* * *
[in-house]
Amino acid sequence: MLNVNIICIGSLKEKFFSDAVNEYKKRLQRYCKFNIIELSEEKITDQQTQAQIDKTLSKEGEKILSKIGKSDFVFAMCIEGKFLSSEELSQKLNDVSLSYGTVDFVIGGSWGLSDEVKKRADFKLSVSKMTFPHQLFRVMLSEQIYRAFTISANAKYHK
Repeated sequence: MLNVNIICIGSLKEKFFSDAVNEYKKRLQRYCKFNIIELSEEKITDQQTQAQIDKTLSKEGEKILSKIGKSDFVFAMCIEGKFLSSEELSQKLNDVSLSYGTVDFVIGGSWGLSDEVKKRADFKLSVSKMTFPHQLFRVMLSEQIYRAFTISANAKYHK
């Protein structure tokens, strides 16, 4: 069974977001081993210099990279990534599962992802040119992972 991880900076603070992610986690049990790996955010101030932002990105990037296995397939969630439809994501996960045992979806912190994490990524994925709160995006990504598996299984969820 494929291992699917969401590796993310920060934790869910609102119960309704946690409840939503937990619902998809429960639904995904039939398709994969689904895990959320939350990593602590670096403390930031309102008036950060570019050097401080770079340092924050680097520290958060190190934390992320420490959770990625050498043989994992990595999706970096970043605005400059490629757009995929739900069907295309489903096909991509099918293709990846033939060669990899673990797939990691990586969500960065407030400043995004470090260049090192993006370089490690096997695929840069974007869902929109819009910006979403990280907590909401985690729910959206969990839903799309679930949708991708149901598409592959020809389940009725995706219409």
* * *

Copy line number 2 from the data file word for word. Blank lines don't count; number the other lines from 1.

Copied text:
Amino acid sequence: MLNVNIICIGSLKEKFFSDAVNEYKKRLQRYCKFNIIELSEEKITDQQTQAQIDKTLSKEGEKILSKIGKSDFVFAMCIEGKFLSSEELSQKLNDVSLSYGTVDFVIGGSWGLSDEVKKRADFKLSVSKMTFPHQLFRVMLSEQIYRAFTISANAKYHK